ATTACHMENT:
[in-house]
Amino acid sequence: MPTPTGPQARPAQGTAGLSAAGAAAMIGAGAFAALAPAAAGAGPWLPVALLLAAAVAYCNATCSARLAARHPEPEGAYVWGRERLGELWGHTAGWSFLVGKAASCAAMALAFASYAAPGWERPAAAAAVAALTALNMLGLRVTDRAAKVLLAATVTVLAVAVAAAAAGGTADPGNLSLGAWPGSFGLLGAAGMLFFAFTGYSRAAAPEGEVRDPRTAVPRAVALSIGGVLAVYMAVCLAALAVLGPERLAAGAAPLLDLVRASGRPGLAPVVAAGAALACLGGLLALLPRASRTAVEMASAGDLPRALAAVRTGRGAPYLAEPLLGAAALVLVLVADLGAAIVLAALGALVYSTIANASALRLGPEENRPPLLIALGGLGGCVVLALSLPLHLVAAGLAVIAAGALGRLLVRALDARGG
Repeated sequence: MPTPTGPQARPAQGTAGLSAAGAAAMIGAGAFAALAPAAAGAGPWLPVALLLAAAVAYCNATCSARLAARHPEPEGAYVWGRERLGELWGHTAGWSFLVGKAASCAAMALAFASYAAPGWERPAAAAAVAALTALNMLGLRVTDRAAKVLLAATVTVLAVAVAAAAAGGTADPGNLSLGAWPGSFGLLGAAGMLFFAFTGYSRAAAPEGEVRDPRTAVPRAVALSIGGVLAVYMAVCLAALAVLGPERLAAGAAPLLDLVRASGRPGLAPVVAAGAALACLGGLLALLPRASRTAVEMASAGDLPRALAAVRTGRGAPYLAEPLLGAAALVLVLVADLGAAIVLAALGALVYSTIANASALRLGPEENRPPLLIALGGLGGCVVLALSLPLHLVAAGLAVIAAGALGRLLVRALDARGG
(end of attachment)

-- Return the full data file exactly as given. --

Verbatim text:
[in-house]
Amino acid sequence: MPTPTGPQARPAQGTAGLSAAGAAAMIGAGAFAALAPAAAGAGPWLPVALLLAAAVAYCNATCSARLAARHPEPEGAYVWGRERLGELWGHTAGWSFLVGKAASCAAMALAFASYAAPGWERPAAAAAVAALTALNMLGLRVTDRAAKVLLAATVTVLAVAVAAAAAGGTADPGNLSLGAWPGSFGLLGAAGMLFFAFTGYSRAAAPEGEVRDPRTAVPRAVALSIGGVLAVYMAVCLAALAVLGPERLAAGAAPLLDLVRASGRPGLAPVVAAGAALACLGGLLALLPRASRTAVEMASAGDLPRALAAVRTGRGAPYLAEPLLGAAALVLVLVADLGAAIVLAALGALVYSTIANASALRLGPEENRPPLLIALGGLGGCVVLALSLPLHLVAAGLAVIAAGALGRLLVRALDARGG
Repeated sequence: MPTPTGPQARPAQGTAGLSAAGAAAMIGAGAFAALAPAAAGAGPWLPVALLLAAAVAYCNATCSARLAARHPEPEGAYVWGRERLGELWGHTAGWSFLVGKAASCAAMALAFASYAAPGWERPAAAAAVAALTALNMLGLRVTDRAAKVLLAATVTVLAVAVAAAAAGGTADPGNLSLGAWPGSFGLLGAAGMLFFAFTGYSRAAAPEGEVRDPRTAVPRAVALSIGGVLAVYMAVCLAALAVLGPERLAAGAAPLLDLVRASGRPGLAPVVAAGAALACLGGLLALLPRASRTAVEMASAGDLPRALAAVRTGRGAPYLAEPLLGAAALVLVLVADLGAAIVLAALGALVYSTIANASALRLGPEENRPPLLIALGGLGGCVVLALSLPLHLVAAGLAVIAAGALGRLLVRALDARGG